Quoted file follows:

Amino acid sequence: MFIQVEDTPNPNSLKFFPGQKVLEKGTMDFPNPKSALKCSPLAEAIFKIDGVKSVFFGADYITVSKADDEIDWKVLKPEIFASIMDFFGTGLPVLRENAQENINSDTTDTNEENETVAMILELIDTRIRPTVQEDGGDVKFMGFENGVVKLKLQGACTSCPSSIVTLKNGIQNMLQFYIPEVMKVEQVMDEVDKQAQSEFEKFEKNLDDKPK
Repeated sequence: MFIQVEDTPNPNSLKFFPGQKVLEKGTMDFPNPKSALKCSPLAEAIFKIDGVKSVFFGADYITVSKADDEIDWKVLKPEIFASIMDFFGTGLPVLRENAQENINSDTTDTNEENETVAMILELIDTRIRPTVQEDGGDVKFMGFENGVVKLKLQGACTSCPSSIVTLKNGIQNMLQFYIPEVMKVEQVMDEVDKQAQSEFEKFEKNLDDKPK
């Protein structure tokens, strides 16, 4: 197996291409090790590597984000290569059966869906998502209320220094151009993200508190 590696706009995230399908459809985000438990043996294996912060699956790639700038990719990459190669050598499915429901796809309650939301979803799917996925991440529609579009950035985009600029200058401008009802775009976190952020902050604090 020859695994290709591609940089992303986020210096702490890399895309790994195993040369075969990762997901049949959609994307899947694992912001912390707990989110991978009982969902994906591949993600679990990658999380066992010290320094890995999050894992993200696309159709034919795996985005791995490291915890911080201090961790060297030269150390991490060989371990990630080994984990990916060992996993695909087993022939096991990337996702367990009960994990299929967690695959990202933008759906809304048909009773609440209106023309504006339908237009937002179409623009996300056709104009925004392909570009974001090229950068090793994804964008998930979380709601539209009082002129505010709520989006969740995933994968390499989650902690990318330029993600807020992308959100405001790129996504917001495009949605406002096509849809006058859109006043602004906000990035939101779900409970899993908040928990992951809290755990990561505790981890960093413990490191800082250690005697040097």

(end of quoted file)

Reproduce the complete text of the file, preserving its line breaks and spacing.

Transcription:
Amino acid sequence: MFIQVEDTPNPNSLKFFPGQKVLEKGTMDFPNPKSALKCSPLAEAIFKIDGVKSVFFGADYITVSKADDEIDWKVLKPEIFASIMDFFGTGLPVLRENAQENINSDTTDTNEENETVAMILELIDTRIRPTVQEDGGDVKFMGFENGVVKLKLQGACTSCPSSIVTLKNGIQNMLQFYIPEVMKVEQVMDEVDKQAQSEFEKFEKNLDDKPK
Repeated sequence: MFIQVEDTPNPNSLKFFPGQKVLEKGTMDFPNPKSALKCSPLAEAIFKIDGVKSVFFGADYITVSKADDEIDWKVLKPEIFASIMDFFGTGLPVLRENAQENINSDTTDTNEENETVAMILELIDTRIRPTVQEDGGDVKFMGFENGVVKLKLQGACTSCPSSIVTLKNGIQNMLQFYIPEVMKVEQVMDEVDKQAQSEFEKFEKNLDDKPK
């Protein structure tokens, strides 16, 4: 197996291409090790590597984000290569059966869906998502209320220094151009993200508190 590696706009995230399908459809985000438990043996294996912060699956790639700038990719990459190669050598499915429901796809309650939301979803799917996925991440529609579009950035985009600029200058401008009802775009976190952020902050604090 020859695994290709591609940089992303986020210096702490890399895309790994195993040369075969990762997901049949959609994307899947694992912001912390707990989110991978009982969902994906591949993600679990990658999380066992010290320094890995999050894992993200696309159709034919795996985005791995490291915890911080201090961790060297030269150390991490060989371990990630080994984990990916060992996993695909087993022939096991990337996702367990009960994990299929967690695959990202933008759906809304048909009773609440209106023309504006339908237009937002179409623009996300056709104009925004392909570009974001090229950068090793994804964008998930979380709601539209009082002129505010709520989006969740995933994968390499989650902690990318330029993600807020992308959100405001790129996504917001495009949605406002096509849809006058859109006043602004906000990035939101779900409970899993908040928990992951809290755990990561505790981890960093413990490191800082250690005697040097």